Naturalists and ecologists know that ultimately everything is connected, so perhaps it is no surprise that the devastating 2005 hurricane season revealed its links with continental bird distribution.
Unlike the relatively tame storm season just ended, the violent storms of 05 specifically revealed their impacts in the last Christmas Bird Count.
They dramatically altered locales of where various bird species were found across North America, with some displaced species found well out of normal ranges, according to the National Audubon Society.
Some western birds, for example, were displaced to Atlantic Canada by the hurricanes. They were seen at the last Christmas count to be moving southward through the eastern states. The most notable among these were Townsend s solitaire, Franklin s gull, and western warblers and tanagers.
In other cases unusually high numbers of individuals of a particular species were tallied in an area, such as extreme numbers of gray catbirds in many Christmas counts in the Northeast. In all, about 62 million birds were counted in North America by more than 57,000 volunteers in Audubon and Bird Studies Canada, the partner in the CBC.
Such findings give purpose to the CBC and are a prelude to the upcoming survey, now in its 107th year. More than 2,000 local counts are anticipated during the official count period, which runs Dec. 14 through Jan. 5.
Geoff LeBaron, the CBC director for Audubon, encourages participation in local counts and stresses their importance. Audubon and our partners at Bird Studies Canada, the [federal] Patuxent Wildlife Research Center and the Boreal Studies Initiative, he said, rely on data from the CBC database to develop Audubon s State of the Birds report and inform Audubon s WatchList, which is used to prioritize Audubon s bird conservation work.
The first Christmas count took place more than a century ago when 27 conservationists in 25 locales, led by scientist-writer Frank Chapman, proposed an alternative to what was called a side hunt, a then-acceptable if ignorant practice of seeing who could shoot the most birds and small mammals in a day.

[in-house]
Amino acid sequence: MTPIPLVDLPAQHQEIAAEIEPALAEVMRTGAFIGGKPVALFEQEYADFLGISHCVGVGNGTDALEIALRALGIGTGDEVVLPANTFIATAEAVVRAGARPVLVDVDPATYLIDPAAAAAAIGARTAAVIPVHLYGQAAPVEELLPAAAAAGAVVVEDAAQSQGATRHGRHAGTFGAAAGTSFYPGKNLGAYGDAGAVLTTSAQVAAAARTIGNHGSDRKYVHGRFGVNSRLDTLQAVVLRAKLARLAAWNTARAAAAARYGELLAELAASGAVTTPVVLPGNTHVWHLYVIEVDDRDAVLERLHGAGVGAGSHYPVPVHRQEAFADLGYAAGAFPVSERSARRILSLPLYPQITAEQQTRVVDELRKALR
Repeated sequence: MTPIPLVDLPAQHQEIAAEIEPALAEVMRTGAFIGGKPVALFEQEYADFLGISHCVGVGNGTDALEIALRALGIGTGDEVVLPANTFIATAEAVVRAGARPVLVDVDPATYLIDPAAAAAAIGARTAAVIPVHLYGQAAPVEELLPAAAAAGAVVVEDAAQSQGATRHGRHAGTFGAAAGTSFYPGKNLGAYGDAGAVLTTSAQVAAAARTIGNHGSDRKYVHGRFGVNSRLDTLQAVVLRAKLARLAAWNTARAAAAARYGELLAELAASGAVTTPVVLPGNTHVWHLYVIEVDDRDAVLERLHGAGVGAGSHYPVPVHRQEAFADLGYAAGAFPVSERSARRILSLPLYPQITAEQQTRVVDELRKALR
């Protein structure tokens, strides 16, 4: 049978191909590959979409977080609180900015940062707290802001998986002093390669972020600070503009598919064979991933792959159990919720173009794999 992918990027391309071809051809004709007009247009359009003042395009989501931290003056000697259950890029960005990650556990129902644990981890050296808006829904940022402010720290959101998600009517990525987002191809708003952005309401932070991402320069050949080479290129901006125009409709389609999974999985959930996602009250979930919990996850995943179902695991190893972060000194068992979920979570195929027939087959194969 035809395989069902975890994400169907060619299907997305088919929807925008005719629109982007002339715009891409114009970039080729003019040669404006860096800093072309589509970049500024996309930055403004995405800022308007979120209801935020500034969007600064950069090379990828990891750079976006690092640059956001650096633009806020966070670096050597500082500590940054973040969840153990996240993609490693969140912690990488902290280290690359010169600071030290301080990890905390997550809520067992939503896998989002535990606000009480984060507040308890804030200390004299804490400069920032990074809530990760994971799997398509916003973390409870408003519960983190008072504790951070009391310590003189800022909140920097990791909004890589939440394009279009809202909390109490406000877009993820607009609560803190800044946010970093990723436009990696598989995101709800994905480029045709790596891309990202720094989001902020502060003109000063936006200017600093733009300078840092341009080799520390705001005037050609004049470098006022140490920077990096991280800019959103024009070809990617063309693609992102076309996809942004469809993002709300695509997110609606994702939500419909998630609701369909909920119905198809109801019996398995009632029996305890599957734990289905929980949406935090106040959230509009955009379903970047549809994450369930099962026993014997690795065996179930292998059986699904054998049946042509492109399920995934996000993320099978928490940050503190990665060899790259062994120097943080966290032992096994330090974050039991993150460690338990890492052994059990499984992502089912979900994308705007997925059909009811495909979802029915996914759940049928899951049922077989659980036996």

Today s counts take place in all 50 states and the Canadian provinces, parts of Central America and South America, Bermuda, the West Indies, and some Pacific islands. For other details on-line, visit www.audubon.org/bird/cbc.
At least three of the counts are scheduled in northwest Ohio, led by the 75th annual event by the Toledo Naturalists Association, set for Dec. 17. This count traditionally ranks in the top five or six in Ohio for results and covers seven areas around the metropolitan area.
Long-time TNA count compiler Matt Anderson again will be at the reins and expects that the tally again could flirt with 90 species, the all-time high recorded in 1983 and again in 2001 and 2003.
Birders of all skill levels are welcome to sign on to one of the field teams, or to report birds and species being careful not to recount the same individuals all day at their backyard feeding stations.
Information and reports can be telephoned to the TNA Rare Bird Alert at 419-877-9640. Anderson also can be reached via e-mail at MattAnderson@AndersonsInc.com or by calling 419-891-532.
Count day begins with a 6:30 breakfast at Denny s restaurant at I-75 and Buck Road with a countdown at 5 p.m. set for Tony Packo s at Front and Consaul Streets.
Count areas to be covered by TNA include North Toledo and extreme southeast Michigan, the Maumee River watershed, Bayshore Power Plant (morning) and Maumee Bay State Park, Little Cedar Point National Wildlife Refuge, Pearson Metropark and Mallard Club State Wildlife Area, the area just east of the Lucas-Ottawa county line, and Woodlawn Cemetery-Ottawa Park-downtown Toledo-Bayshore Power Plant (afternoon).
Another important area count is the 40th Grand Rapids-Waterville count, set for Dec. 30 and led by veteran compiler Tom Kemp, 419-356-5704. Meet at 7 a.m. at Mikey P s restaurant in Whitehouse.
The count covers Oak Openings Preserve Metropark, Maumee State Forest, the rapids of the Maumee River, and Swan Creek valley. A countdown is set for 5 p.m. at Corral Saloon & Grill in Whitehouse.
Last in order is the annual Ottawa National Wildlife Refuge Count, set for Dec. 31 and led by Tom Bartlett, 419-447-0005, e-mail firstname.lastname@example.org. Meet at 7:45 a.m. in the refuge parking lot.